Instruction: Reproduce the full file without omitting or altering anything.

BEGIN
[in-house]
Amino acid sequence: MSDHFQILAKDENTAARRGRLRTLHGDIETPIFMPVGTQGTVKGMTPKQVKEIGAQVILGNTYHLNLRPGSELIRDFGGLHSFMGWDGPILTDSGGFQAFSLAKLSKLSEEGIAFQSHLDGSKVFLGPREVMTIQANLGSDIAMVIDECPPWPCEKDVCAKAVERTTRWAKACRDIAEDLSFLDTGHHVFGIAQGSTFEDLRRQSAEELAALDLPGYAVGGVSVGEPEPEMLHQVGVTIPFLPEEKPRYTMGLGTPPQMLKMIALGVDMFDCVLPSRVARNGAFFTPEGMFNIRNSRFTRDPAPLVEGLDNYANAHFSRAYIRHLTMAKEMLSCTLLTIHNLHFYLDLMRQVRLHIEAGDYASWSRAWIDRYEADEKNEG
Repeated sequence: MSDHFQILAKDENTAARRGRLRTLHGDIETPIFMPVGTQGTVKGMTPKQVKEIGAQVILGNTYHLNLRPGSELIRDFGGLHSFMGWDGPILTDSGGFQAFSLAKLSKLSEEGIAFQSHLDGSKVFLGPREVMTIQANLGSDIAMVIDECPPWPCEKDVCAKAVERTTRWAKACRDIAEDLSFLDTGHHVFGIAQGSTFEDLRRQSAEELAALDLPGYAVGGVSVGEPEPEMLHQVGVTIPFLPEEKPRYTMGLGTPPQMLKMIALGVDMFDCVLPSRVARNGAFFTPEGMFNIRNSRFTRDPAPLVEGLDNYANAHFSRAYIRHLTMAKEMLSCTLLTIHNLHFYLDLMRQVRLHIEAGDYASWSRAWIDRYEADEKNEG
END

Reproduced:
[in-house]
Amino acid sequence: MSDHFQILAKDENTAARRGRLRTLHGDIETPIFMPVGTQGTVKGMTPKQVKEIGAQVILGNTYHLNLRPGSELIRDFGGLHSFMGWDGPILTDSGGFQAFSLAKLSKLSEEGIAFQSHLDGSKVFLGPREVMTIQANLGSDIAMVIDECPPWPCEKDVCAKAVERTTRWAKACRDIAEDLSFLDTGHHVFGIAQGSTFEDLRRQSAEELAALDLPGYAVGGVSVGEPEPEMLHQVGVTIPFLPEEKPRYTMGLGTPPQMLKMIALGVDMFDCVLPSRVARNGAFFTPEGMFNIRNSRFTRDPAPLVEGLDNYANAHFSRAYIRHLTMAKEMLSCTLLTIHNLHFYLDLMRQVRLHIEAGDYASWSRAWIDRYEADEKNEG
Repeated sequence: MSDHFQILAKDENTAARRGRLRTLHGDIETPIFMPVGTQGTVKGMTPKQVKEIGAQVILGNTYHLNLRPGSELIRDFGGLHSFMGWDGPILTDSGGFQAFSLAKLSKLSEEGIAFQSHLDGSKVFLGPREVMTIQANLGSDIAMVIDECPPWPCEKDVCAKAVERTTRWAKACRDIAEDLSFLDTGHHVFGIAQGSTFEDLRRQSAEELAALDLPGYAVGGVSVGEPEPEMLHQVGVTIPFLPEEKPRYTMGLGTPPQMLKMIALGVDMFDCVLPSRVARNGAFFTPEGMFNIRNSRFTRDPAPLVEGLDNYANAHFSRAYIRHLTMAKEMLSCTLLTIHNLHFYLDLMRQVRLHIEAGDYASWSRAWIDRYEADEKNEG